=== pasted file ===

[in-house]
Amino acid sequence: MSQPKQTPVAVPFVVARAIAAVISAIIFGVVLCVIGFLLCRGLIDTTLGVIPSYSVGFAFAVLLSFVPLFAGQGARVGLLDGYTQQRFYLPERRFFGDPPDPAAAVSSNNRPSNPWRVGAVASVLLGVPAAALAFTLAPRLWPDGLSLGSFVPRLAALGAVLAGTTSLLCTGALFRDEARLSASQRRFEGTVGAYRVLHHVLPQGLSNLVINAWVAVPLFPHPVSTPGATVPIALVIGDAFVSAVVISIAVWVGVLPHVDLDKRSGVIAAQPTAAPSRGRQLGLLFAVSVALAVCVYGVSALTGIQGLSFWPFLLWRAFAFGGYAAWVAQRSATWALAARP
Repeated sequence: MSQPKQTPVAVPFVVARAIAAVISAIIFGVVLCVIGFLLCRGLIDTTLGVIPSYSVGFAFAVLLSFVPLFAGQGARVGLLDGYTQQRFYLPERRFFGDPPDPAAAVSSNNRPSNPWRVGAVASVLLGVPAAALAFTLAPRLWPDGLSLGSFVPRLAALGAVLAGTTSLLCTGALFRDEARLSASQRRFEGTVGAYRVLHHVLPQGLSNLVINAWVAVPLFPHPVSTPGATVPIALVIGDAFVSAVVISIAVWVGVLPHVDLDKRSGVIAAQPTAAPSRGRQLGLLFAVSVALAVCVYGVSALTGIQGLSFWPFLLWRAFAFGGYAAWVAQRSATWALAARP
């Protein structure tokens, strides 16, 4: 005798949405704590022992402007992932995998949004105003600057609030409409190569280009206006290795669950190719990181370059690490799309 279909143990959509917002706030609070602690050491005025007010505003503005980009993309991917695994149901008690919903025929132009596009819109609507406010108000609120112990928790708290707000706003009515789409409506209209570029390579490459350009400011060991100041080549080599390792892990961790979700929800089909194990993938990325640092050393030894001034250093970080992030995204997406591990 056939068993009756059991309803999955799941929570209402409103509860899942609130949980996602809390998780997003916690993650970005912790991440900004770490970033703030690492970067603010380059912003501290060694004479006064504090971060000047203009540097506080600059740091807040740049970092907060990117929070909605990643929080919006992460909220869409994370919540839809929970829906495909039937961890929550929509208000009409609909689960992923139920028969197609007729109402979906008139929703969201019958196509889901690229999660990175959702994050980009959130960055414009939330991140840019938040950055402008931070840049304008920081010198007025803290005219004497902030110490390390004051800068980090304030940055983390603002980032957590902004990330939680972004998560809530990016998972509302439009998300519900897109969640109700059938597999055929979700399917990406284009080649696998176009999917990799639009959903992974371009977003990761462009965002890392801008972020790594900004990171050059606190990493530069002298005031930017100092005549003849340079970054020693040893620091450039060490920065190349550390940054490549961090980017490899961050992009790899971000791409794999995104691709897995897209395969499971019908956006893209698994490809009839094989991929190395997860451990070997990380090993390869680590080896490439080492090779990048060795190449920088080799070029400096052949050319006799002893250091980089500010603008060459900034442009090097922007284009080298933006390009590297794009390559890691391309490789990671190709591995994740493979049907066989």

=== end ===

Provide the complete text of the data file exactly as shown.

[in-house]
Amino acid sequence: MSQPKQTPVAVPFVVARAIAAVISAIIFGVVLCVIGFLLCRGLIDTTLGVIPSYSVGFAFAVLLSFVPLFAGQGARVGLLDGYTQQRFYLPERRFFGDPPDPAAAVSSNNRPSNPWRVGAVASVLLGVPAAALAFTLAPRLWPDGLSLGSFVPRLAALGAVLAGTTSLLCTGALFRDEARLSASQRRFEGTVGAYRVLHHVLPQGLSNLVINAWVAVPLFPHPVSTPGATVPIALVIGDAFVSAVVISIAVWVGVLPHVDLDKRSGVIAAQPTAAPSRGRQLGLLFAVSVALAVCVYGVSALTGIQGLSFWPFLLWRAFAFGGYAAWVAQRSATWALAARP
Repeated sequence: MSQPKQTPVAVPFVVARAIAAVISAIIFGVVLCVIGFLLCRGLIDTTLGVIPSYSVGFAFAVLLSFVPLFAGQGARVGLLDGYTQQRFYLPERRFFGDPPDPAAAVSSNNRPSNPWRVGAVASVLLGVPAAALAFTLAPRLWPDGLSLGSFVPRLAALGAVLAGTTSLLCTGALFRDEARLSASQRRFEGTVGAYRVLHHVLPQGLSNLVINAWVAVPLFPHPVSTPGATVPIALVIGDAFVSAVVISIAVWVGVLPHVDLDKRSGVIAAQPTAAPSRGRQLGLLFAVSVALAVCVYGVSALTGIQGLSFWPFLLWRAFAFGGYAAWVAQRSATWALAARP
């Protein structure tokens, strides 16, 4: 005798949405704590022992402007992932995998949004105003600057609030409409190569280009206006290795669950190719990181370059690490799309 279909143990959509917002706030609070602690050491005025007010505003503005980009993309991917695994149901008690919903025929132009596009819109609507406010108000609120112990928790708290707000706003009515789409409506209209570029390579490459350009400011060991100041080549080599390792892990961790979700929800089909194990993938990325640092050393030894001034250093970080992030995204997406591990 056939068993009756059991309803999955799941929570209402409103509860899942609130949980996602809390998780997003916690993650970005912790991440900004770490970033703030690492970067603010380059912003501290060694004479006064504090971060000047203009540097506080600059740091807040740049970092907060990117929070909605990643929080919006992460909220869409994370919540839809929970829906495909039937961890929550929509208000009409609909689960992923139920028969197609007729109402979906008139929703969201019958196509889901690229999660990175959702994050980009959130960055414009939330991140840019938040950055402008931070840049304008920081010198007025803290005219004497902030110490390390004051800068980090304030940055983390603002980032957590902004990330939680972004998560809530990016998972509302439009998300519900897109969640109700059938597999055929979700399917990406284009080649696998176009999917990799639009959903992974371009977003990761462009965002890392801008972020790594900004990171050059606190990493530069002298005031930017100092005549003849340079970054020693040893620091450039060490920065190349550390940054490549961090980017490899961050992009790899971000791409794999995104691709897995897209395969499971019908956006893209698994490809009839094989991929190395997860451990070997990380090993390869680590080896490439080492090779990048060795190449920088080799070029400096052949050319006799002893250091980089500010603008060459900034442009090097922007284009080298933006390009590297794009390559890691391309490789990671190709591995994740493979049907066989």